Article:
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CardioVascular and Interventional Radiology

, Volume 37, Issue 2, pp 362–370 | Cite as

High-Pitch Carbon Dioxide Contrasted CT Angiography: Pilot Study

  • Tobias PenzkoferEmail author
  • Karin Slebocki
  • Jochen Grommes
  • Philipp Bruners
  • Peter Isfort
  • Thomas Schmitz-Rode
  • Stephan Langer
  • Christiane K. Kuhl
  • Andreas H. Mahnken
Clinical Investigation

Abstract

Purpose

This study was designed to evaluate CO2 computed tomography angiography (CO2-CTA) of the iliac and lower limb arteries in patients with contraindications for iodinated contrast agent (ICA).

Methods

Five patients with contraindications for ICA were examined using CO2-fluoroscopic enhanced angiography (CO2-FLA) and CO2-CTA using a high-pitch examination protocol. Objective (vessel diameter) and subjective (visual score) image quality parameters were evaluated. Pathological findings in both modalities were compared.

Results

CO2-CTA was feasible in all patients without adverse side effects, except for CO2 injection-associated pain. Objective vessel analysis revealed no significant difference in diameters as determined by CO2-CTA and CO2-FLA (0.44 ± 0.4 and 0.46 ± 0.41 mm, p = 0.93). CO2-CTA had on average a higher image-quality score (2.6 ± 1.0 vs. 2.3 ± 1.0, p = 0.009). While for pelvic and upper leg CO2-CTA advantageous (3.1 ± 0.74 vs. 2.7 ± 0.9, p = 0.0014) at good quality scores, for calf vessels no significant improvement was visible (1.9 ± 1.0 vs. 1.7 ± 0.9, p = 0.49) and scores were poorer.

Conclusions

CO2-CTA with high-pitch CT was feasible in a limited number of patients. Image-quality scores were on average higher for CO2-CTA than for CO2-FLA, while limited imaging quality in the vessels below the knee needs further work on the CT protocol. An added value of cross-sectional imaging was apparent but needs further quantification.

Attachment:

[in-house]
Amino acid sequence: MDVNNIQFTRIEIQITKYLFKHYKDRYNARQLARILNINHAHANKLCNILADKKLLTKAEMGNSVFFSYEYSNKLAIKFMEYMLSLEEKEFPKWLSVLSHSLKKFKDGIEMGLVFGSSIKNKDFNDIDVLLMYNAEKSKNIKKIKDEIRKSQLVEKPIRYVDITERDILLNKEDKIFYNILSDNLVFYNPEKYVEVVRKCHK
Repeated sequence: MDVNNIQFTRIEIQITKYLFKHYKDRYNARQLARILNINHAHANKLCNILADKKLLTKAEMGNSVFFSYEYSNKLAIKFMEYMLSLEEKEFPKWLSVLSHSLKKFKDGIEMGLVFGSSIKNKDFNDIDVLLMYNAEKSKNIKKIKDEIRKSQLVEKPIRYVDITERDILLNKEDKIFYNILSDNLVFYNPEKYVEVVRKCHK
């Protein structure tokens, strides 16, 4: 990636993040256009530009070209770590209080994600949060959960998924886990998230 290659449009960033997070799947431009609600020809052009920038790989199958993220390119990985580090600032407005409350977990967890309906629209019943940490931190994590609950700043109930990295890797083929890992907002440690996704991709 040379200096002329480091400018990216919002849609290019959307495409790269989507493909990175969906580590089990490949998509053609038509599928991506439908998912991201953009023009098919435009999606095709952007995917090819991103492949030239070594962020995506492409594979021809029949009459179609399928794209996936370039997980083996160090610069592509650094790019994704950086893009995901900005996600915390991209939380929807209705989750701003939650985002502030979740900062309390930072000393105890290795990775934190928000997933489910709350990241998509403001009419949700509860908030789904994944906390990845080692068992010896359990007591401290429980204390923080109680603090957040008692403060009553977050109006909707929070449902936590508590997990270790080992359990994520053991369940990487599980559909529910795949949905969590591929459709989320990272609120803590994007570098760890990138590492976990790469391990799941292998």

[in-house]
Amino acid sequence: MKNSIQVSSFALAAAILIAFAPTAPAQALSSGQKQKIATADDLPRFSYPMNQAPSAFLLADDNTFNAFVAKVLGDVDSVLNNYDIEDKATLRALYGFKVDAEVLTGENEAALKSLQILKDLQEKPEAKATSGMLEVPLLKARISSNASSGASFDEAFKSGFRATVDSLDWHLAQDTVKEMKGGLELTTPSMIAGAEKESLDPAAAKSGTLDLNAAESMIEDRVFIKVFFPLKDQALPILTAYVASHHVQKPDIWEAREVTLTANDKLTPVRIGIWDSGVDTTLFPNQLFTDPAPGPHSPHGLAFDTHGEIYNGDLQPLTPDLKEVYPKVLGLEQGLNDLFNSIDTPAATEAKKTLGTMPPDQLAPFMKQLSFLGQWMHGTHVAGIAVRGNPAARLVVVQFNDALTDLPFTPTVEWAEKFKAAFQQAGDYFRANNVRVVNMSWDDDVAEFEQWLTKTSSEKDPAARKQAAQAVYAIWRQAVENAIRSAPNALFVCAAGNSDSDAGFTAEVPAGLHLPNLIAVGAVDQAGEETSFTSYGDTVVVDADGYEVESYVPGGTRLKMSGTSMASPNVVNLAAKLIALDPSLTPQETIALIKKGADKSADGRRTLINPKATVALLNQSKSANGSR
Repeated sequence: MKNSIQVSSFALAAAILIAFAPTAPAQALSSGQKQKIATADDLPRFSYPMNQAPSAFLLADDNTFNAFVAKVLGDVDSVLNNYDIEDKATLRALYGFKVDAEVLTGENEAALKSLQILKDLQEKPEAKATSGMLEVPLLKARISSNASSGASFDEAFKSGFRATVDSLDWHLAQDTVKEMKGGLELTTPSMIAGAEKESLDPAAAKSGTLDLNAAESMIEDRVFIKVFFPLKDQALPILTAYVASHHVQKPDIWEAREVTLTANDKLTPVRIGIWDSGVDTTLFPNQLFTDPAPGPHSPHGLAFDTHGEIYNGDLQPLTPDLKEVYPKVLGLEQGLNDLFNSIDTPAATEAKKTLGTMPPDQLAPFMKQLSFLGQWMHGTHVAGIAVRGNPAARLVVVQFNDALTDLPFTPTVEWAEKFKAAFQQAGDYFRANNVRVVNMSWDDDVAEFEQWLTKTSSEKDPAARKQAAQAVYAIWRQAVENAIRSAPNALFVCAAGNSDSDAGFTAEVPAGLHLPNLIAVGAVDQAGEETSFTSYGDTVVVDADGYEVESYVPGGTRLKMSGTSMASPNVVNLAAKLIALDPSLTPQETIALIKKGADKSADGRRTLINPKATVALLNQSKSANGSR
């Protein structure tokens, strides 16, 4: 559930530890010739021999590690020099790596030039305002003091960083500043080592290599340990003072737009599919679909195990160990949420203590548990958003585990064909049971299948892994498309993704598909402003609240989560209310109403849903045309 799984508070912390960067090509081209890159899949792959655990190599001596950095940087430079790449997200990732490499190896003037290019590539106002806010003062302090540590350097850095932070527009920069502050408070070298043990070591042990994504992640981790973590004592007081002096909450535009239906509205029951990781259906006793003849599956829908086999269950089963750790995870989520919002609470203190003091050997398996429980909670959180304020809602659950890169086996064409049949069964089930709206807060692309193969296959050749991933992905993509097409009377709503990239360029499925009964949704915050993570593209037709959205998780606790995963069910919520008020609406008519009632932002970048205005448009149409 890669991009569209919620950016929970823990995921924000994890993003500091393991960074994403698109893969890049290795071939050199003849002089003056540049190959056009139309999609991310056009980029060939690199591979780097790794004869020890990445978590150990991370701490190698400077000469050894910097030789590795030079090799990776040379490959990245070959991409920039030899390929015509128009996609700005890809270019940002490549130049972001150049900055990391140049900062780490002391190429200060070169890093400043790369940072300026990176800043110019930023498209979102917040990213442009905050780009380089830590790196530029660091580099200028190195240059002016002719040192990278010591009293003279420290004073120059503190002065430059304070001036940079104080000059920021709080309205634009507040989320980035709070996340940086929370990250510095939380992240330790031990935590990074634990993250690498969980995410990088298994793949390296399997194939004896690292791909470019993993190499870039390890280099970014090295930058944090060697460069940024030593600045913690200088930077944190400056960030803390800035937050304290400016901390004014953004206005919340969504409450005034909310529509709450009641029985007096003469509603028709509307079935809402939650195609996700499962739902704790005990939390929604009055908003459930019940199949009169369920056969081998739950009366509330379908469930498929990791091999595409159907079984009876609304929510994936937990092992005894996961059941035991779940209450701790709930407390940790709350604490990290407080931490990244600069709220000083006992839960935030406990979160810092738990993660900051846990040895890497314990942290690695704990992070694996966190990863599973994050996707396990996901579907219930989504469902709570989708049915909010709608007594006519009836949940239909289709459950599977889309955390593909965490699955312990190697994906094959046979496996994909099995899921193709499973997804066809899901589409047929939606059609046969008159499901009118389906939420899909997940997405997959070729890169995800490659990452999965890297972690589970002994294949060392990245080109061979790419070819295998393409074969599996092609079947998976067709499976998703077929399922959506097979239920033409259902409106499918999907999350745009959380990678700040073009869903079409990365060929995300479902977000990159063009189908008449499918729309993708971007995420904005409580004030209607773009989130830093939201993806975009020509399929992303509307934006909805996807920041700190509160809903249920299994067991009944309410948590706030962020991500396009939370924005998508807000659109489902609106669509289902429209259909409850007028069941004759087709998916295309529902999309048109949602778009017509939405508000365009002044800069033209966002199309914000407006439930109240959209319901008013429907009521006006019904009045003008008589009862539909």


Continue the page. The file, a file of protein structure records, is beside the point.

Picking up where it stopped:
Keywords

Carbon dioxide angiography Computed tomography angiography Peripheral vascular disease Alternative contrast agents Contrast agent contraindications 

Notes

Acknowledgments

The study was supported within the RWTH Aachen University Hospital START Program and the German Society of Vascular Surgery and Vascular Medicine (Deutsche Gesellschaft für Gefäßchirurgie und Gefäßmedizin DGG).

Conflict of interest

Tobias Penzkofer reports travel support from Siemens Healthcare and Philips Healthcare, outside the submitted work. The Department of Diagnostic and Interventional Radiology, RWTH University Hospital Aachen has a research agreement with Siemens Healthcare, Germany. Karin Slebocki, Jochen Grommes, Philipp Bruners, Peter Isfort, Stephane Langer, Christiane K. Kuhl and Andreas H. Mahnken have nothing to disclose. Thomas Schmitz-Rode is inventor of the CO2 injection device used in the study.

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Copyright information

© Springer Science+Business Media New York and the Cardiovascular and Interventional Radiological Society of Europe (CIRSE) 2014

Authors and Affiliations

  • Tobias Penzkofer
    • 1
    • 2
    • 3
    Email author
  • Karin Slebocki
    • 1
  • Jochen Grommes
    • 4
    • 5
  • Philipp Bruners
    • 1
    • 3
  • Peter Isfort
    • 1
    • 3
  • Thomas Schmitz-Rode
    • 3
  • Stephan Langer
    • 4
    • 5
  • Christiane K. Kuhl
    • 1
  • Andreas H. Mahnken
    • 1
    • 3
    • 6
  1. 1.Department of Diagnostic and Interventional RadiologyRWTH Aachen University HospitalAachenGermany
  2. 2.Surgical Planning Laboratory, Department of Radiology, Brigham and Women’s HospitalHarvard Medical SchoolBostonUSA
  3. 3.Applied Medical EngineeringRWTH Aachen University HospitalAachenGermany
  4. 4.Department of Vascular Surgery, European Vascular Center Aachen-MaastrichtRWTH Aachen University HospitalAachenGermany
  5. 5.Department of SurgeryMaastricht University Medical CenterMaastrichtThe Netherlands
  6. 6.Department of Diagnostic and Interventional RadiologyUniversity of MarburgMarburgGermany

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